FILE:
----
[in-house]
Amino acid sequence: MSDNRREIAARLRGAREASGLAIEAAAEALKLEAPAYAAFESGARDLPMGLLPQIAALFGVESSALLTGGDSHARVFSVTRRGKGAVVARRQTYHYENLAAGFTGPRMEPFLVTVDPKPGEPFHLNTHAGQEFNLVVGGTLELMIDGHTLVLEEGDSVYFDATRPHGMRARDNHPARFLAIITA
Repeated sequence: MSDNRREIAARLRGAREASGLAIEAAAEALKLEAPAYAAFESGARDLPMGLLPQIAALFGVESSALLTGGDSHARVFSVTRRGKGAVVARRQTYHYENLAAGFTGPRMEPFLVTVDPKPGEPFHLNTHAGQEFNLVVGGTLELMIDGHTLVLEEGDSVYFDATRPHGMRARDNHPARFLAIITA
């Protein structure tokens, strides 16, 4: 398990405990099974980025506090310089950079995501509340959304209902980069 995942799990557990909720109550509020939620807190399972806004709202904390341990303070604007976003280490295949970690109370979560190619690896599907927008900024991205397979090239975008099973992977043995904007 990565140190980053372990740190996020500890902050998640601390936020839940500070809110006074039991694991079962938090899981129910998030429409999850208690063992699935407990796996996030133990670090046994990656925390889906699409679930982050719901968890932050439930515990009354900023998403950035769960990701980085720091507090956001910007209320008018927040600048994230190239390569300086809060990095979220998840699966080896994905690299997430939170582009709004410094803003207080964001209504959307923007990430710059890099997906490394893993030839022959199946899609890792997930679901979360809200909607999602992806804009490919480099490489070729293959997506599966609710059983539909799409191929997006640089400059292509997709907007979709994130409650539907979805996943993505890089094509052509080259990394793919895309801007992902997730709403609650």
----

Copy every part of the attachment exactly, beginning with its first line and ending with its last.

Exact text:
[in-house]
Amino acid sequence: MSDNRREIAARLRGAREASGLAIEAAAEALKLEAPAYAAFESGARDLPMGLLPQIAALFGVESSALLTGGDSHARVFSVTRRGKGAVVARRQTYHYENLAAGFTGPRMEPFLVTVDPKPGEPFHLNTHAGQEFNLVVGGTLELMIDGHTLVLEEGDSVYFDATRPHGMRARDNHPARFLAIITA
Repeated sequence: MSDNRREIAARLRGAREASGLAIEAAAEALKLEAPAYAAFESGARDLPMGLLPQIAALFGVESSALLTGGDSHARVFSVTRRGKGAVVARRQTYHYENLAAGFTGPRMEPFLVTVDPKPGEPFHLNTHAGQEFNLVVGGTLELMIDGHTLVLEEGDSVYFDATRPHGMRARDNHPARFLAIITA
């Protein structure tokens, strides 16, 4: 398990405990099974980025506090310089950079995501509340959304209902980069 995942799990557990909720109550509020939620807190399972806004709202904390341990303070604007976003280490295949970690109370979560190619690896599907927008900024991205397979090239975008099973992977043995904007 990565140190980053372990740190996020500890902050998640601390936020839940500070809110006074039991694991079962938090899981129910998030429409999850208690063992699935407990796996996030133990670090046994990656925390889906699409679930982050719901968890932050439930515990009354900023998403950035769960990701980085720091507090956001910007209320008018927040600048994230190239390569300086809060990095979220998840699966080896994905690299997430939170582009709004410094803003207080964001209504959307923007990430710059890099997906490394893993030839022959199946899609890792997930679901979360809200909607999602992806804009490919480099490489070729293959997506599966609710059983539909799409191929997006640089400059292509997709907007979709994130409650539907979805996943993505890089094509052509080259990394793919895309801007992902997730709403609650």